ADELPHI, MD. – The benefits of Yasmin and other drospirenone-containing oral contraceptives outweigh their risks, but more information about the agents' risk-benefit profile needs to be added to the labels, according to the majority of a Food and Drug Administration advisory panel.
The agency convened a joint meeting of the Reproductive Health Drugs Advisory Committee and the Drug Safety and Risk Management Advisory Committee to review the conflicting results of numerous epidemiologic studies evaluating the risk of venous thromboembolic events (VTEs) associated with Yasmin, Yaz, and other combined oral contraceptives (COCs) that contain drospirenone as the progestin component. Panelists voted 15-11 that the benefits of these products for preventing pregnancy “in the general population of women” outweighed their risks, and voted 21-5 that the labels for these products did not adequately reflect available information about their risk-benefit profile.
In 2001, Yasmin (0.03 mg of ethinyl estradiol with 3 mg of drospirenone) was the first COC that contained drospirenone, a spironolactone analogue, that was approved, followed by Yaz (0.02 mg of ethinyl estradiol with 3 mg of drospirenone) in 2006, and Safyral and Beyaz, folate-containing versions of Yasmin and Yaz, respectively, which were approved in 2010. Some generic formulations are also available.
Postmarketing studies conducted by Bayer HealthCare Pharmaceuticals, the manufacturer of Yasmin, Yaz, Safyral, and Beyaz in Europe and the United States, found no increased risk of VTE compared with other COCs. But other epidemiologic studies, including a recently reported FDA-funded study of more than 800,000 women, have found an increased risk of VTE associated with these products, when compared with standard low-dose COCs. Some of the information about VTE risk has been added to the labels of these products, but panelists recommended providing more information, which would help clinicians counsel patients.
Those who voted that the benefits outweighed the risks – which included the obstetrician-gynecologists on the panel – said that if the risk was elevated, it was modest, and emphasized the importance of having more contraceptive choices available. They pointed out that the absolute risk of VTEs was small, and was less than the risk during pregnancy and the postpartum period.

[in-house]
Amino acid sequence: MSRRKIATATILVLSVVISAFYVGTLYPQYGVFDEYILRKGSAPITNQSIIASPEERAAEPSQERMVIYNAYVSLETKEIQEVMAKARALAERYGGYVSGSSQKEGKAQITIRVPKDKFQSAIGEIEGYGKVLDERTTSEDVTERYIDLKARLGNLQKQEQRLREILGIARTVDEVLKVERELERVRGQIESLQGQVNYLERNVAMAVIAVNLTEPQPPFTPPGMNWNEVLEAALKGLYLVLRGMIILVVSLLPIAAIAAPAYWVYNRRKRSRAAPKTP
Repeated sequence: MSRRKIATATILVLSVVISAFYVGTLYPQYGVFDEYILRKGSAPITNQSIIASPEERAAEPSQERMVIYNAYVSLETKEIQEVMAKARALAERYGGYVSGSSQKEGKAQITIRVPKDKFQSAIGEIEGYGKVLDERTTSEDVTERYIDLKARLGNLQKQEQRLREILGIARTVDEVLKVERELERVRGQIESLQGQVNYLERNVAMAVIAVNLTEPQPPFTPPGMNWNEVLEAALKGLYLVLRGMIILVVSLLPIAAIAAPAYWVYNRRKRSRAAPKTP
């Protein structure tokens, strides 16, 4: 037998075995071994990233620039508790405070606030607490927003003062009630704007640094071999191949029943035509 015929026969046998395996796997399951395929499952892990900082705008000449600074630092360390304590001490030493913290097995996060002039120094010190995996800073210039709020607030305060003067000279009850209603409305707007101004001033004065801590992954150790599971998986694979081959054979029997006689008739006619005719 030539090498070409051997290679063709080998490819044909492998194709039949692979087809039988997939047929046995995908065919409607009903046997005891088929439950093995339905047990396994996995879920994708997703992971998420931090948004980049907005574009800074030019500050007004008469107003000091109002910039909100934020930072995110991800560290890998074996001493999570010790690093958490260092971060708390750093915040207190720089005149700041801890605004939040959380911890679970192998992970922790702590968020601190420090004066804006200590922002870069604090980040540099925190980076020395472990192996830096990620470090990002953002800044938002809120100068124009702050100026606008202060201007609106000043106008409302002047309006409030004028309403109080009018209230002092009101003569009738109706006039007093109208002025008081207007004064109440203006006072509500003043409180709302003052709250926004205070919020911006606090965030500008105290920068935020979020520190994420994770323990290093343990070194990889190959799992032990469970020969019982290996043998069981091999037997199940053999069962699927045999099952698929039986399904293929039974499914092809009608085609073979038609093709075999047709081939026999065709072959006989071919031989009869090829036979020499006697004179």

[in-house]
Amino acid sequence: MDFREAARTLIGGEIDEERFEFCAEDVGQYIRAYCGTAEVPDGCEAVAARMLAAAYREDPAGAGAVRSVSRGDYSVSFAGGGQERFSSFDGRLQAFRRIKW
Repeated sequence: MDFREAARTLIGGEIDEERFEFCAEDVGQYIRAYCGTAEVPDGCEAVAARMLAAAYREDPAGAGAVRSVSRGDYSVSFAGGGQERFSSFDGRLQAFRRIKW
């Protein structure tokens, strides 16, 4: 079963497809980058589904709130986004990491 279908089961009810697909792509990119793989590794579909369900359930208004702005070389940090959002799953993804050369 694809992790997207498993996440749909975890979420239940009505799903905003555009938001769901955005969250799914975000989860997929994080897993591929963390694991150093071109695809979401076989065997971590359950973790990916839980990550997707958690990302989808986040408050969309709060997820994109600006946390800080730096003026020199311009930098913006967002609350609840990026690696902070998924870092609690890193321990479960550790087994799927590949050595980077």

“I voted yes because I think the elevation in risk, if it exists, is modest and it is outweighed by the risk in pregnancy … and I think having more choices is appropriate,” said Dr. Eve Espy of the department of obstetrics and gynecology, University of New Mexico, Albuquerque.
“I don't think the data are sufficient with the current studies to be able to say that there is a risk,” added the acting chair of the panel, Dr. Julie Johnson, professor and chair of obstetrics and gynecology, University of Massachusetts, Worcester. However, she said that she had significant concerns about the results of the FDA-funded study, adding that she did not think the drospirenone-containing OCs have any advantage over any other OCs, and “if there truly is an increased risk I would vote differently.”
Those who voted that the benefits did not outweigh the risks also cited the lack of any unique benefits of drospirenone-containing COCs over available alternatives, and noted that there were plenty of other choices available for women. “When weighing risks and benefits for patients, I have to see that there's some benefit,” said Dr. Peter Kaboli of the University of Iowa, Iowa City. “So the number needed to treat to have some benefit in this case might even be an infinite number because there is no benefit … and I wouldn't recommend this to my patients and I would not have my daughter take it, so I voted no.”
Also voting no, Dr. Maria Suarez-Almazor, professor in the department of medicine, University of Texas MD Anderson Cancer Center, Houston, said, “there's no clear evidence of benefits over the many other forms of birth control and oral contraceptives.” With respect to the risks, “I was a little disturbed by the fact that every single study that was not funded by industry found an increased risk, and it was only the studies that were funded by industry that showed no risk.”
Dr. Lisa Soule, of the FDA's Division of Reproductive and Urologic Products, said at the meeting that because many factors can influence risk, data need to be reanalyzed to evaluate the impact of these risk factors “before we can conclude that Yasmin carries an increased risk of VTE.” (She referred to Yasmin since that is the most studied of all these products.)
Panelists agreed that all of the studies had strengths and weaknesses, and that the effects of obesity, family history, smoking, and other possible confounding factors on risk in the studies should be further evaluated.